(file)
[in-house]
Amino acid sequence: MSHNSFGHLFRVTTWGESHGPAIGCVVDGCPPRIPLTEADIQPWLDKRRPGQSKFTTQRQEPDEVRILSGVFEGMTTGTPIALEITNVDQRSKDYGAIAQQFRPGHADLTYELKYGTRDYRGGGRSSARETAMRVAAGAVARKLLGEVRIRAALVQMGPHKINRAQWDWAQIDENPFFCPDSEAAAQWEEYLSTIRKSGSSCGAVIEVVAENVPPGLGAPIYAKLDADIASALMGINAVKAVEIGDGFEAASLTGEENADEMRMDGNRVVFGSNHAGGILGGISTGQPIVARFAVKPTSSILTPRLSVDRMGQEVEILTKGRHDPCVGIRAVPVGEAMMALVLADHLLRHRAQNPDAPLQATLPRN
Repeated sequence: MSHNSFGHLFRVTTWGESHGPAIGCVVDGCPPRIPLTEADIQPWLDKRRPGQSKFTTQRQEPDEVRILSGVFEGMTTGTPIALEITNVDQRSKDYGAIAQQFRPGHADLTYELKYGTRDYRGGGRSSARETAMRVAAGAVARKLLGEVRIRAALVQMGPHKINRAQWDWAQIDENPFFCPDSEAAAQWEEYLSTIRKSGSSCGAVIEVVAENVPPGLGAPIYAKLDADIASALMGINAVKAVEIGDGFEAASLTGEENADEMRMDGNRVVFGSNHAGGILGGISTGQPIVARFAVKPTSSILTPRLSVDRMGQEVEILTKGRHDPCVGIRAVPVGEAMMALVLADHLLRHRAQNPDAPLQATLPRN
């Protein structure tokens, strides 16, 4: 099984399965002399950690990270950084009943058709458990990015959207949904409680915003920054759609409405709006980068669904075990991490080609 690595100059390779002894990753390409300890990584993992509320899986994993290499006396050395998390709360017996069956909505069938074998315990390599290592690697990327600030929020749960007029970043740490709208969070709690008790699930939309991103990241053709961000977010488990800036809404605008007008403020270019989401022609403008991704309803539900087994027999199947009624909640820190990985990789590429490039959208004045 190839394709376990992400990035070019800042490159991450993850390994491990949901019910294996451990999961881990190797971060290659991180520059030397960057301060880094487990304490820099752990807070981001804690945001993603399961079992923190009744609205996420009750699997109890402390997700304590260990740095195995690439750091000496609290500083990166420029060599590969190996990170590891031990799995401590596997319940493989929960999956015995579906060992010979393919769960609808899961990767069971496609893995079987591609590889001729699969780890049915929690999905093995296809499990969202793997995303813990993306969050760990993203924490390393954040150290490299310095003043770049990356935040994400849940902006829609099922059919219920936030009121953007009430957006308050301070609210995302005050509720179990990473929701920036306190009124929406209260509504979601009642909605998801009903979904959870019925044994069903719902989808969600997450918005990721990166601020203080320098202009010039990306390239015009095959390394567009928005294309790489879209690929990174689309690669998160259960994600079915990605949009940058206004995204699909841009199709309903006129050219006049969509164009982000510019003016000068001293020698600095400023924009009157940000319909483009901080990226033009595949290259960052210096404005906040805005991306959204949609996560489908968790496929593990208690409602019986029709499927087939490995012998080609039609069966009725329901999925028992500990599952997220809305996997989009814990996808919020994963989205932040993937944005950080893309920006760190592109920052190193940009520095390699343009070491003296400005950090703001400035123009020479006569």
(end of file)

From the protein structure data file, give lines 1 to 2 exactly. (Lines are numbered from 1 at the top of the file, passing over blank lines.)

[in-house]
Amino acid sequence: MSHNSFGHLFRVTTWGESHGPAIGCVVDGCPPRIPLTEADIQPWLDKRRPGQSKFTTQRQEPDEVRILSGVFEGMTTGTPIALEITNVDQRSKDYGAIAQQFRPGHADLTYELKYGTRDYRGGGRSSARETAMRVAAGAVARKLLGEVRIRAALVQMGPHKINRAQWDWAQIDENPFFCPDSEAAAQWEEYLSTIRKSGSSCGAVIEVVAENVPPGLGAPIYAKLDADIASALMGINAVKAVEIGDGFEAASLTGEENADEMRMDGNRVVFGSNHAGGILGGISTGQPIVARFAVKPTSSILTPRLSVDRMGQEVEILTKGRHDPCVGIRAVPVGEAMMALVLADHLLRHRAQNPDAPLQATLPRN